The original TV series was hardly a probing character study, instead relying on a certain innocent charm (despite the abundant violence) to amass a sizeable global audience. That is lost in the movie version, which is a charmless affair brought down by the laziness of its script and a plot that would be stretched out for a 45 minute show let alone a two-hour feature.
Frenzied speculation had surrounded the casting for years, but only the commanding Neeson as the mastermind strategist John 'Hannibal' Smith and District 9's Sharlto Copley as manic helicopter king 'Howling Mad' Murdock walk away with credit. Bradley Cooper appears to turn in the same performance as he has done in most of his previous movies and lacks the necessary swagger and glint in the eye to play the suave 'Faceman' Templeton Peck with aplomb.
Worst of all is Quinton 'Rampage' Jackson as B.A. (Bad Acting?) Baracus. The curious term 'damp squib' deserves to be trotted out to describe his apologetic turn, which makes his plane-fearing character into an all round softie. Jackson tries to deploy Baracus's famous fierce gaze, but even camp comedian Alan Carr exudes more macho menace. It's a shame that no one in the editing suite had the balls to splice into the film some footage from those recent Mr. T Snickers adverts. Of course, comparisons to the original cast are always likely to be unfavourable to the newbies. Yet in this case it's very valid to do so because the movie desperately and frequently trots out the TV show's catchphrases in a bid to tap into the audience's assumed collective nostalgia and win favour. The famous black van and Baracus's haircut also come under needlessly close inspection by the camera lens. The foregrounding of these, plus woefully underwhelming post-credits cameos from two of the original cast, hardly help to create a new cinematic entity that stands on its own two feet.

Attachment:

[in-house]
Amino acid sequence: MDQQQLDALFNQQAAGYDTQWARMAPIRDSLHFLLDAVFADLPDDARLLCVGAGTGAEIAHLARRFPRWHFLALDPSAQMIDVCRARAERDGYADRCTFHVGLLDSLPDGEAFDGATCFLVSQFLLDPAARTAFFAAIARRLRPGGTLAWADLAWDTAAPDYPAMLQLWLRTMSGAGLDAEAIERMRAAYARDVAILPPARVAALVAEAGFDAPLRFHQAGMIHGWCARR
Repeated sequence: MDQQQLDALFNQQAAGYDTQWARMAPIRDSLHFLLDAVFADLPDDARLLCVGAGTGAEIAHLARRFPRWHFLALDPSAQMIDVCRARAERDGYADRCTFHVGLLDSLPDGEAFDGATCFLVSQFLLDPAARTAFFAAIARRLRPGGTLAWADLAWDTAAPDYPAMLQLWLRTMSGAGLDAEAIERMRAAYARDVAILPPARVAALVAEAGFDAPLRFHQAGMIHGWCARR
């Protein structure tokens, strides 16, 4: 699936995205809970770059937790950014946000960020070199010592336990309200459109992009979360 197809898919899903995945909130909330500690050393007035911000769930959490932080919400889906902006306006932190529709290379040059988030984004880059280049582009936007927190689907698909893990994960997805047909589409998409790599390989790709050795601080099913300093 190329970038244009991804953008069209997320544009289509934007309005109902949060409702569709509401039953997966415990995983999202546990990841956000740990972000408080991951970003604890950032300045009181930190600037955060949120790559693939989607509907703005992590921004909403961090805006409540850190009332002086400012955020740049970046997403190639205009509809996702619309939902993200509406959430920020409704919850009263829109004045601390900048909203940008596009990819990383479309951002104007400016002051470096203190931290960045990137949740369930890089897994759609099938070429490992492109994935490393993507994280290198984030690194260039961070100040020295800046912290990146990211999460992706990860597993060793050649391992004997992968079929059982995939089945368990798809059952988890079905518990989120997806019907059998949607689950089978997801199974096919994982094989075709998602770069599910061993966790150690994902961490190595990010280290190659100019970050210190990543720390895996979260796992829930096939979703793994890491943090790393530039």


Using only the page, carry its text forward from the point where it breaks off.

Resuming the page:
As for the unengaging storyline, that involves the attempts of the quartet of skilled war veterans to bring down some badass dude who has framed them for a crime they did not commit. There are lots of explosions and Jessica Biel keeps popping up in an annoying role as an inquisitive government bod and love interest for Face. That's about it.
A lot of dollar bills have clearly been thrown at this project and fortunately the money is up there on the screen in a succession of impressive airborne set pieces. An early helicopter chase certainly alleviates the boredom for a brief period, as does an audacious sequence involving a tank parachuting through the skies. If only a similar amount of attention had been shown towards injecting some wit, verve and invention into the script.
If you have a problem, if no one else can help and if you can find them - maybe you can fire – not hire - The A-Team. Or at least the poor misguided souls who made this mess. Go and rent the far superior and similarly themed The Losers instead.
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